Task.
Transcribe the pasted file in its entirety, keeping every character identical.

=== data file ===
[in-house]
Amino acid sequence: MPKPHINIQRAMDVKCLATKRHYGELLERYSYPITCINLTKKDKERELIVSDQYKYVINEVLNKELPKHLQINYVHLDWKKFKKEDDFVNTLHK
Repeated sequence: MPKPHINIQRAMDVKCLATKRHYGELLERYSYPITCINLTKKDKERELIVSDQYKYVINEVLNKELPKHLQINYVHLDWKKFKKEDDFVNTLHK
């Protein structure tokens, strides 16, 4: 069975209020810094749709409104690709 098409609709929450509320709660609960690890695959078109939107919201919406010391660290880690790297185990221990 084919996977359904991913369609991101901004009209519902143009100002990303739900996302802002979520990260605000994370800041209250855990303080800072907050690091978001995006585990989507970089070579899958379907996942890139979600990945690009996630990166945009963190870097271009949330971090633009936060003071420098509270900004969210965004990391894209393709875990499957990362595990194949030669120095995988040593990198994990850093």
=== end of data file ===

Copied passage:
[in-house]
Amino acid sequence: MPKPHINIQRAMDVKCLATKRHYGELLERYSYPITCINLTKKDKERELIVSDQYKYVINEVLNKELPKHLQINYVHLDWKKFKKEDDFVNTLHK
Repeated sequence: MPKPHINIQRAMDVKCLATKRHYGELLERYSYPITCINLTKKDKERELIVSDQYKYVINEVLNKELPKHLQINYVHLDWKKFKKEDDFVNTLHK
């Protein structure tokens, strides 16, 4: 069975209020810094749709409104690709 098409609709929450509320709660609960690890695959078109939107919201919406010391660290880690790297185990221990 084919996977359904991913369609991101901004009209519902143009100002990303739900996302802002979520990260605000994370800041209250855990303080800072907050690091978001995006585990989507970089070579899958379907996942890139979600990945690009996630990166945009963190870097271009949330971090633009936060003071420098509270900004969210965004990391894209393709875990499957990362595990194949030669120095995988040593990198994990850093």